Sounds easy (I couldn’t resist) enough to do. But how much time do you spend really listening? Not just to others, but to yourself and your own intuitive voice.
Listening to others (commonly called active listening) is a great way to really engage with another person (or people) and really interact with them in a way that allows them to feel heard, appreciated and understood. If you have never done it, I sincerely recommend you try it.
Listening to oneself isn’t always the easiest thing to do either. Technology, other people, competitive nature, work and so many other distractions abound. I have seen people who either don’t know how or who refuse to listen to their bodies push themselves too far too fast and end up injured. I have seen it in runners, martial artists and even yoga students (aren’t they supposed to be mellow?).
The good news is that those two have triggers to remind us to tune in and listen. There are books, exercises and classes that teach people how to become active listeners. Listening to ourselves can be learned through mentoring, guided meditation, or the school of hard knocks (I knew I shouldn’t have done that, but I didn’t listen and then….).
How do we listen to that intuitive voice? As I have grown with my meditation practice, odd things have happened; dietary changes, outlook changes and even health changes. Another one to add to that list is a change in my ability to tune in to my inner intuitive voice (i.e. the universe, deity of choice, other).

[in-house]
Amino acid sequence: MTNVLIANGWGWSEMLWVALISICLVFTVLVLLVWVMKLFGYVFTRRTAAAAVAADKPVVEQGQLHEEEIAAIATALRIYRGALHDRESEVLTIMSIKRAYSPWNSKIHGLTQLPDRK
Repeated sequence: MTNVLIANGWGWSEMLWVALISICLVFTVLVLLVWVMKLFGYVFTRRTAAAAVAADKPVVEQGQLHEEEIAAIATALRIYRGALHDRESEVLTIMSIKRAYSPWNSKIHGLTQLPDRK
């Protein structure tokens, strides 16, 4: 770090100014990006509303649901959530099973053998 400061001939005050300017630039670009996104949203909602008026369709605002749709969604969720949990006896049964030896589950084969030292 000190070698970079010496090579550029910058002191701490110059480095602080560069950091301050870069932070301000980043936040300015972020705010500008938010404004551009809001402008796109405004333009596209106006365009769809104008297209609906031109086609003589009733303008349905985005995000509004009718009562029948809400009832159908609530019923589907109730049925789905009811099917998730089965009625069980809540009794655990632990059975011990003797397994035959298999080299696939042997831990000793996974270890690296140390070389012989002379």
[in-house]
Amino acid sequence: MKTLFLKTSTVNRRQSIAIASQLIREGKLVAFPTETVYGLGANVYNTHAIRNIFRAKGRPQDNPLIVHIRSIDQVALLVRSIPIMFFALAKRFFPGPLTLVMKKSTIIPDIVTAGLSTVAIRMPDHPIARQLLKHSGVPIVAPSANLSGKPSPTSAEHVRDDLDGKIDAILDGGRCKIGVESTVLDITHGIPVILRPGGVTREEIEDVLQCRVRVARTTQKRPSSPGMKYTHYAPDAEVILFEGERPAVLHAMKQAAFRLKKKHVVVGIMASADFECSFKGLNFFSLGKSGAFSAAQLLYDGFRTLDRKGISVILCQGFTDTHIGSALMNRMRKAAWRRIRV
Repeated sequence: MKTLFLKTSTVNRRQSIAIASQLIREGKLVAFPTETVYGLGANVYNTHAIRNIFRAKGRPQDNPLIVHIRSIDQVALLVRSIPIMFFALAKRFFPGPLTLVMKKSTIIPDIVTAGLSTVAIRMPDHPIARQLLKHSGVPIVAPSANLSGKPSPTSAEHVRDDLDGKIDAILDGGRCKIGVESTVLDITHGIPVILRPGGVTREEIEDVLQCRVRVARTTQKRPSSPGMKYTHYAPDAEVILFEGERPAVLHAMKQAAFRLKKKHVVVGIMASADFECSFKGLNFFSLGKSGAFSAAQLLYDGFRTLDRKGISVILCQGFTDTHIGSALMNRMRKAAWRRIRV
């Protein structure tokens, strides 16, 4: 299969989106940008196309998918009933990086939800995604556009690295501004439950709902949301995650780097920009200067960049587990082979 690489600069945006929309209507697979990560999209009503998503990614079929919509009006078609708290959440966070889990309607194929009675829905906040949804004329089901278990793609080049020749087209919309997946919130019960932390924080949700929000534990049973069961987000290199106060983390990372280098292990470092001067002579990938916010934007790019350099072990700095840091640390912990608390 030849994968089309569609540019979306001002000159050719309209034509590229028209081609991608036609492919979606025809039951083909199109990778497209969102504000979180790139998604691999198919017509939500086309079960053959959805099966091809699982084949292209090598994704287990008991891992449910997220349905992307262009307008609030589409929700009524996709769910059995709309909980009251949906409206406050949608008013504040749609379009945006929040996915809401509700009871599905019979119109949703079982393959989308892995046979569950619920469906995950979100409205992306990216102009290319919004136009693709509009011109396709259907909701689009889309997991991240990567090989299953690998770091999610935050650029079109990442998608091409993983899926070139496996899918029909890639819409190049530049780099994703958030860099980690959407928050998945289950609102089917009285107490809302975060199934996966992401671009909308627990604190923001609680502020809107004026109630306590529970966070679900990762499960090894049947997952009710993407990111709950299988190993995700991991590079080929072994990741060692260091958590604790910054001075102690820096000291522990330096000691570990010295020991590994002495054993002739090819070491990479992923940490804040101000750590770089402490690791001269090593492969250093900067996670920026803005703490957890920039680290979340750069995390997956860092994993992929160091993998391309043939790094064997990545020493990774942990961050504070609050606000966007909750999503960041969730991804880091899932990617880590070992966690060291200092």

Sadly I have yet to develop psychic powers or telekinesis or teleportation powers (no more baggage fees ever!). What I have developed is an ability to listen and trust my innate intuitive nature. I’m not predicting storms, earthquakes or lottery numbers, not even close. What I do get is an insight into the little things that make my life easier, if I listen.
One example is that I was working out one day, and a friend asked if I would go to lunch. I replied that I had to go home so that I could go to the grocery store. My wife usually does the shopping, but in that moment, that little voice said I needed to go that day. I ended my work out early and headed home. Sure enough, there was an emergency at my wife’s office and she had to deal with it, so I did indeed need to go to the grocery store. But I had no reason to know that and yet I did.
It’s very easy to ignore that little voice. I have done it many times. But I’m learning that it is better to listen and trust that voice. I don’t always get to know why the intuition nudges me one way or another. But I have learned to trust it because each time I get to know, it is for a good reason.
One word of warning though, the intuition doesn’t come with a manual. Sometimes that hint from intuition requires a little interpretation. As you feel your way around the intuitive maze, remember to be compassionate with yourself and others. It is a learning experience and a wild ride. Enjoy the ride, bumps and all; it is more than worth it, and who knows where it will lead.